Michele Soavi's "The Blood of the Victims" stands out as a dangerous example of historical manipulation disguised as relativism.
Obvious TV-level sentimentality, cringe-worthy dialogue and often execrable acting aside, Michele Soavi’s “The Blood of the Victims” stands out as a dangerous example of historical manipulation disguised as relativism. Purporting to be a balanced drama of the bitter fighting between Italy’s partisans and Salo Fascists at the end of WWII, pic reveals itself as an apologia for the Black Shirts, acknowledging the occasional atrocities of Mussolini’s supporters but presenting the perps as defenders of their country’s honor. Given Italy’s rightward swing, such sentiments will find supporters, especially among TV viewers.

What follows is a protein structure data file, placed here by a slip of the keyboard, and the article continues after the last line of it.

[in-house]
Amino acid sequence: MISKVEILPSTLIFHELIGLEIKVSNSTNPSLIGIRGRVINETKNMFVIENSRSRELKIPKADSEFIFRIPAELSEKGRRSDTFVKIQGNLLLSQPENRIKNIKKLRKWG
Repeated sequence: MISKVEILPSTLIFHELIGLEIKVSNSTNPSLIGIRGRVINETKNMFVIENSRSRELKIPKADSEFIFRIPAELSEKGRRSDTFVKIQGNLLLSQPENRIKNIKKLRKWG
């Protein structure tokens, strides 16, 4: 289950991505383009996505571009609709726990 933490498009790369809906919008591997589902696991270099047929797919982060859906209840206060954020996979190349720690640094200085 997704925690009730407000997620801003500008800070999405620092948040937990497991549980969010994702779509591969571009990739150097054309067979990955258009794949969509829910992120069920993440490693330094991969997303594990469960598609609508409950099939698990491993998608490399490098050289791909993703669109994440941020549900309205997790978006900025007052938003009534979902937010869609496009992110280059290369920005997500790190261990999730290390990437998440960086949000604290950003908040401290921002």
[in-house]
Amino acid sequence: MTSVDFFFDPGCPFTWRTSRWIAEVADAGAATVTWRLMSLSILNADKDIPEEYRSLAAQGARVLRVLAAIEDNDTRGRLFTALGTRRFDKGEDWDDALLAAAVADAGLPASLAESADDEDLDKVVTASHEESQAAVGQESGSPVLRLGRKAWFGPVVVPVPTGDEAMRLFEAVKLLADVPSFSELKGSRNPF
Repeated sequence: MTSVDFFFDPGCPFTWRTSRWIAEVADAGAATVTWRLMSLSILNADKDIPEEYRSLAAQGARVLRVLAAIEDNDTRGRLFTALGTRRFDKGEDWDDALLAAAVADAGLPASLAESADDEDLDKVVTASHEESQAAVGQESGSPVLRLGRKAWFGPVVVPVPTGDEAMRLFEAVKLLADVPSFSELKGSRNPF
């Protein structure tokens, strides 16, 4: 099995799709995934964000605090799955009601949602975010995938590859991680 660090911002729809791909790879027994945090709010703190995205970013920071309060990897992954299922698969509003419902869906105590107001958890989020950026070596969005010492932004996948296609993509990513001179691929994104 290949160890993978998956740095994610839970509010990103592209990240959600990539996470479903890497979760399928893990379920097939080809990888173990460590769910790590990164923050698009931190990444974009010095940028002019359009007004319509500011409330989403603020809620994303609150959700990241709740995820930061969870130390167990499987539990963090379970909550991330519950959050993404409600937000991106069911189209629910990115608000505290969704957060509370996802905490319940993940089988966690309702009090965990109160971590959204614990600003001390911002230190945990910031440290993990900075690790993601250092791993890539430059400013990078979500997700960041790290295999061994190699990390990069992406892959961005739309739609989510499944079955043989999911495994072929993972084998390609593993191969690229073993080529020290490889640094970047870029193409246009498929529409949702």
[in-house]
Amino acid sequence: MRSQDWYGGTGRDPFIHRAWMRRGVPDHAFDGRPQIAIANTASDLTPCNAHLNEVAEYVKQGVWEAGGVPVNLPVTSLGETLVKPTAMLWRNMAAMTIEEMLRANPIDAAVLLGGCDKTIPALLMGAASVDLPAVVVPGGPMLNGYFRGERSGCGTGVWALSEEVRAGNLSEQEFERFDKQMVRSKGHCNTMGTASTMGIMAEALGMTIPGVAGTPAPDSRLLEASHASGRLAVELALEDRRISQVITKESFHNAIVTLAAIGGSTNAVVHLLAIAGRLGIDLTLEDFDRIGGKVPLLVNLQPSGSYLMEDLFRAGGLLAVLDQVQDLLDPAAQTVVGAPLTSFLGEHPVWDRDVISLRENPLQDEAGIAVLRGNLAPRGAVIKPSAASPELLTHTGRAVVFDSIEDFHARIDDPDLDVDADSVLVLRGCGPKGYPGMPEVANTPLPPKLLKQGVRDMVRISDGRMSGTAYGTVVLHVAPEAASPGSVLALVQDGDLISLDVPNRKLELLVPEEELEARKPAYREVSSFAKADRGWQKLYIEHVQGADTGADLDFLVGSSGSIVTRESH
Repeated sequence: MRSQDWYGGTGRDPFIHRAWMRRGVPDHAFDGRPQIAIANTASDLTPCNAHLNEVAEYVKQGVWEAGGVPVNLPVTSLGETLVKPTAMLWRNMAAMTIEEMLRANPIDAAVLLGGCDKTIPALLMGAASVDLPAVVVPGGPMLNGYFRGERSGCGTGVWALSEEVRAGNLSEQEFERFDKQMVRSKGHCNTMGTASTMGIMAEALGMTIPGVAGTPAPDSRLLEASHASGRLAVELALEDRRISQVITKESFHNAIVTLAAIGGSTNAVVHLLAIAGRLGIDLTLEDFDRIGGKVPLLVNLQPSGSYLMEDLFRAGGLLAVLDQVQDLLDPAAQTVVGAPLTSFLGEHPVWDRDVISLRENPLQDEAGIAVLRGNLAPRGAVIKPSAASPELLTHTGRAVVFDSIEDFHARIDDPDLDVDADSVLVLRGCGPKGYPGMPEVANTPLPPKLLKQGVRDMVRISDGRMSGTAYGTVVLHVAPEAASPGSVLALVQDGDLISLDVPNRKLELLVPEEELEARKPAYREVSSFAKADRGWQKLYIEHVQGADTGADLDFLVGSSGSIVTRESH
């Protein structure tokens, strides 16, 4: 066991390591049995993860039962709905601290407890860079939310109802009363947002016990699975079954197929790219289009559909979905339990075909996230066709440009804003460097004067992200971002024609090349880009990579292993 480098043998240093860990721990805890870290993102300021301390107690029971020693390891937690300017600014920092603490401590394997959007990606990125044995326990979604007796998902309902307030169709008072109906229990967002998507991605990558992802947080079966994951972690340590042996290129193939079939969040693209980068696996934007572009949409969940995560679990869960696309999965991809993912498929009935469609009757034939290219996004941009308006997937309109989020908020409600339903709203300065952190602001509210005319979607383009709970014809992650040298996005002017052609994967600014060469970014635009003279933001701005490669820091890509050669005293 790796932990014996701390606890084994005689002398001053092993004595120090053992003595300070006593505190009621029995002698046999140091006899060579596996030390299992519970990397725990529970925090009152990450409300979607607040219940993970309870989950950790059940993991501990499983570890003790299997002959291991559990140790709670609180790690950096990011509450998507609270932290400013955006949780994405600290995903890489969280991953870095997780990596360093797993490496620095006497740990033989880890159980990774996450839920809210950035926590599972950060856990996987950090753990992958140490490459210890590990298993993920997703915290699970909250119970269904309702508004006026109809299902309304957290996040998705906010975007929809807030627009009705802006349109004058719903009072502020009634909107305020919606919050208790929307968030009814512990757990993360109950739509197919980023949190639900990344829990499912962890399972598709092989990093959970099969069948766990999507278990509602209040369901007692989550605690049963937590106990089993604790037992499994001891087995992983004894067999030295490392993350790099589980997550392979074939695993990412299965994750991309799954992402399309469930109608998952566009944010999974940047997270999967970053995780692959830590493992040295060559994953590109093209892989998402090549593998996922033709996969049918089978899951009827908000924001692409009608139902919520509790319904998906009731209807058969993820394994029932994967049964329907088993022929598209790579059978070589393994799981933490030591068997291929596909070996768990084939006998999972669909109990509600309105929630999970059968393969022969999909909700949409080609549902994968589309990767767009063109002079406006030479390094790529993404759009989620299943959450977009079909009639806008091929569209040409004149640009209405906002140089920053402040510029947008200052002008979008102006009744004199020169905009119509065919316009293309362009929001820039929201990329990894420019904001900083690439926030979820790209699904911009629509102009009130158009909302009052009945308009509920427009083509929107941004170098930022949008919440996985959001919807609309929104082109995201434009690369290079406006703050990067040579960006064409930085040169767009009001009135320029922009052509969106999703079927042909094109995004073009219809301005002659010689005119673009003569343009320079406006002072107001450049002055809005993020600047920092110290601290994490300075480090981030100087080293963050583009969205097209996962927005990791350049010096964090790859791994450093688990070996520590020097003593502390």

Political leanings are exposed with the choice of opening — newsreels of partisans exacting revenge on collaborators — and closing, which reinforces the deeply suspect argument that the Fascists were true patriots. Detective Francesco (Michele Placido, embarrassing) investigates the murder of prostitute Costantina (Barbora Bobulova, who also plays Costantina’s twin) during the Allied bombing of Rome. Meanwhile, his partisan brother Ettore (Alessandro Preziosi) and Fascist sis Lucia (Alina Nedelea) fight it out, accompanied by legions of stereotypes. Both sides commit crimes, but the script repeatedly offers defenses for Mussolini acolytes. Art direction poorly evokes the period.